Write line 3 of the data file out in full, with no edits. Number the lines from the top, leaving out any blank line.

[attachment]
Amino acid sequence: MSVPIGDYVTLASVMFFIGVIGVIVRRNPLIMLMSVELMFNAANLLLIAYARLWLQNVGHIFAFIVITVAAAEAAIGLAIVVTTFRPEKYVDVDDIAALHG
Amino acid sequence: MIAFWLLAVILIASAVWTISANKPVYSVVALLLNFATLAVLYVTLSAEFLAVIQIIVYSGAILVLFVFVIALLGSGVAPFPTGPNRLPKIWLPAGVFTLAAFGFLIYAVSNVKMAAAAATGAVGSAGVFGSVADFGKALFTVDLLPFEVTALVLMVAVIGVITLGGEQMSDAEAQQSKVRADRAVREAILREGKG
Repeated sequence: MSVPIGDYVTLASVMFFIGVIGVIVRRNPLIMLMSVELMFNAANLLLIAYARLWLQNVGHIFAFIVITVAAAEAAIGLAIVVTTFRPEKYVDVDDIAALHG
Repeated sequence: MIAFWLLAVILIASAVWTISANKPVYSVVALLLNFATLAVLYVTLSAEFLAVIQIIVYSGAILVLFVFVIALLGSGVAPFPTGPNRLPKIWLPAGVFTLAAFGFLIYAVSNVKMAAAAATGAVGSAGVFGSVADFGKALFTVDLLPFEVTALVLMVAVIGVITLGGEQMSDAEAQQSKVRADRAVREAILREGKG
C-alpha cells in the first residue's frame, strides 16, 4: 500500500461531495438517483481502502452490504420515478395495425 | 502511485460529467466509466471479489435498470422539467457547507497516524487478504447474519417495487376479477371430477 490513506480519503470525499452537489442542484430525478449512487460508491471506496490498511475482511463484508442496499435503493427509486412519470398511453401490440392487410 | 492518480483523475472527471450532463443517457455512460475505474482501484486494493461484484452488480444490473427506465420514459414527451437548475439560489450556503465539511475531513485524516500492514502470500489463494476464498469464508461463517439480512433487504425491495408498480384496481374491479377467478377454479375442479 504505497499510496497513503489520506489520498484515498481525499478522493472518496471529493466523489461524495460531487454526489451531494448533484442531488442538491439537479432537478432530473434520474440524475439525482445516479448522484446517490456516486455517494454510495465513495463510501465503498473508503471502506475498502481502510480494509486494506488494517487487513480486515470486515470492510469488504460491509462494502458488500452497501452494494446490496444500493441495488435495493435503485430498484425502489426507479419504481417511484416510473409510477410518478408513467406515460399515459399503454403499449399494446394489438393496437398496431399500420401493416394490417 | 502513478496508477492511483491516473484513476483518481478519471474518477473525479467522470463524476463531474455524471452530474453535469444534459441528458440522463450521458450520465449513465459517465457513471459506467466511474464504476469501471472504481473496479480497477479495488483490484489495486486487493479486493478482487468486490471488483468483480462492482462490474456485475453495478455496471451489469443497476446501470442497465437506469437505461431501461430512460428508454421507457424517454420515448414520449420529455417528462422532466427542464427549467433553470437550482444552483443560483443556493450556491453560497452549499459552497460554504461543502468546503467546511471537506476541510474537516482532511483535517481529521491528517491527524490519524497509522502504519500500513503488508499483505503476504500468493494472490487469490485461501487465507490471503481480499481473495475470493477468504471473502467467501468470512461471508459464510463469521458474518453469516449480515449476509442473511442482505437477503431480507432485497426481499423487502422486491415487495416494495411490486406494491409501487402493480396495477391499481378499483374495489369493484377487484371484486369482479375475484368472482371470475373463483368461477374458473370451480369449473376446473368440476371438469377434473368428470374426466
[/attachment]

Repeated sequence: MSVPIGDYVTLASVMFFIGVIGVIVRRNPLIMLMSVELMFNAANLLLIAYARLWLQNVGHIFAFIVITVAAAEAAIGLAIVVTTFRPEKYVDVDDIAALHG